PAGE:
Killer dog disease detected for first time in NSW

Travelling dogs bring killer dog disease into NSW

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SPREADING FAST: Dog owners across Australia are being advised to check their dogs for ticks and maintain a tick control program.

SPREADING FAST: Dog owners across Australia are being advised to check their dogs for ticks and maintain a tick control program.

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The killer dog disease ehrlichiosis has been found in New South Wales for the first time.

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The killer dog disease ehrlichiosis has been found in New South Wales for the first time.

The disease, which often proves fatal for dogs, was found in dogs brought into the state from the Northern Territory where it has spread fast.

Ehrlichiosis (E. Canis) is spread by the common brown tick with infected ticks discovered recently in South Australia as well.

It was first found in Australia only last year and has already killed hundreds of dogs across the top of Western Australia and the Northern Territory.

There have been some national biosecurity moves to close borders to dog movement but that response remains under investigation.

Ehrlichiosis causes fever, lethargy, loss of appetite, abnormal bleeding, pain and weight loss and, if not quickly treated, death.

The bacteria ehrlichia canis was first detected at Halls Creek and Kununurra in the WA back in May and was then found in Katherine NT in June.

Western Australia has movement conditions on dogs moving out of the Kimberley region and conditions on dogs entering southern WA from the Northern Territory. Owners of infected dogs in the NT have been advised not to move them out of the area.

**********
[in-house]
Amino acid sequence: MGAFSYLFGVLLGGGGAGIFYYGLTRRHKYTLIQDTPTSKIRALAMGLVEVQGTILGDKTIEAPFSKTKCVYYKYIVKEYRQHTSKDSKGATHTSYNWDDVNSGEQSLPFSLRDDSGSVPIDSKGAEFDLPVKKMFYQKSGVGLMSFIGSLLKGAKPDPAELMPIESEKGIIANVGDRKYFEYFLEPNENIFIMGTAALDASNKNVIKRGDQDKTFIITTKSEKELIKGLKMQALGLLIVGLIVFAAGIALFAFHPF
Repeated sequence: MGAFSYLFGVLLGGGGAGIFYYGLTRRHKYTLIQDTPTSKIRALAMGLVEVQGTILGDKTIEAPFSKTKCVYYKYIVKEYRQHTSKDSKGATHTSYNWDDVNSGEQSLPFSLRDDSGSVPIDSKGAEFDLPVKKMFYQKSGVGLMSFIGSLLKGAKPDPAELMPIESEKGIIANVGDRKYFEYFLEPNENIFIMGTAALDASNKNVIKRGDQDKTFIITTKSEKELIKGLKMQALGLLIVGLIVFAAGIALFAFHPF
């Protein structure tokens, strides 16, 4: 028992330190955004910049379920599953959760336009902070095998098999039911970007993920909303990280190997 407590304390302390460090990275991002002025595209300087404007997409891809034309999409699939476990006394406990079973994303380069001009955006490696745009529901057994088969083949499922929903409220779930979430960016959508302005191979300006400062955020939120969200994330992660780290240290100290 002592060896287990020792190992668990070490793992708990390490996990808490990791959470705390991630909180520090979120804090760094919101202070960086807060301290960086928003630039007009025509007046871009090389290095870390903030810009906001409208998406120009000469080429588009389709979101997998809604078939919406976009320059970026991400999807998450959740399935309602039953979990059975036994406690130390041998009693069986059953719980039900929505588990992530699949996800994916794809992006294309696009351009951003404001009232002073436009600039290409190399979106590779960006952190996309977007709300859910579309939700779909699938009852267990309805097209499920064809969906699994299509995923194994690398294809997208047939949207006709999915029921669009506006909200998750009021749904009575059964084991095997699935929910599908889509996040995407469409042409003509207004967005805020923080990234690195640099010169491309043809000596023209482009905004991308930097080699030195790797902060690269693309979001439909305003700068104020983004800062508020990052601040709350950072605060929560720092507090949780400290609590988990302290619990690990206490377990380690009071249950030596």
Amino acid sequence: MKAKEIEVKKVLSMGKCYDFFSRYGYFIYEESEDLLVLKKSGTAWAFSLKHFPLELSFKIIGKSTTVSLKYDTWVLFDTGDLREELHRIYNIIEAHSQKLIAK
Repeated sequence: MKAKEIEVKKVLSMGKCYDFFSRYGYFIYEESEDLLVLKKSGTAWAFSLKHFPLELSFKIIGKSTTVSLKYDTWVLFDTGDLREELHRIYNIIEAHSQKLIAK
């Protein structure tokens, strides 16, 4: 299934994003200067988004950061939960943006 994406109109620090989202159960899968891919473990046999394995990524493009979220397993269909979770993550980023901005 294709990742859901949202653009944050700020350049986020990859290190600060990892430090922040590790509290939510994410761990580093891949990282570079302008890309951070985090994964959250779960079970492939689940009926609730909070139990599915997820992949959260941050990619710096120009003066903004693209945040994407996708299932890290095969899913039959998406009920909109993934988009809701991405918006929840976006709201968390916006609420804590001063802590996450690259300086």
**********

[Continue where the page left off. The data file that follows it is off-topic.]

Ticks infected with the deadly bacteria were discovered in northern South Australia last month.

Experts believe there is no stopping the spread of ehrlichiosis right across the Australian mainland because of the presence of the necessary vector, the tick, in all states and territories.

Working dogs, wild dogs, domestic dogs can all fall victim to this highly infectious disease.

NSW Department of Primary Industries is today advising dog owners to be alert, not alarmed, after the unwanted find.

Acting NSW chief veterinary officer, Paul Freeman, said the disease is spread by the tick and it cannot be passed directly from dog to dog.

"If dogs are being treated and/or have tick prevention then the risk of spread is very low," Mr Freeman said.

"Ehrlichiosis has not been detected in any NSW origin dogs but several dogs which were brought into NSW from the NT were diagnosed as positive to ehrlichiosisand are undergoing veterinary treatment."

NSW DPI said it was focusing on raising awareness and the education of pet owners, vets and shelters to ensure they are aware of the clinical signs and actions required.

The department supports the testing of dogs and provides technical advice.

"NSW has a surveillance plan which includes testing dogs with clinical signs consistent with E. Canis and targeted surveillance, including retrospectively testing historical samples. To date, results from all these tests have been negative," said Mr Freeman.

"People moving or bringing dogs from interstate or adopting rescue dogs should ask questions about where the animals came from and what tick prevention they have.

"Every person bringing dogs into NSW has a general biosecurity duty to ensure as far as is reasonably practicable the biosecurity risk of bringing E. canis into NSW is prevented, eliminated or minimised."

Dogs which have been diagnosed and are undergoing veterinary treatment for ehrlichiosis do not pose a health risk in transferring the disease to other dogs.

Infection with E. canis is a notifiable disease in Australia. If you suspect ehrlichiosis in any dog in NSW, call the Emergency Animal Disease hotline on 1800 675 888.

Dog owners are advised to maintain an effective tick control program and avoid taking dogs into tick-infested areas where possible.

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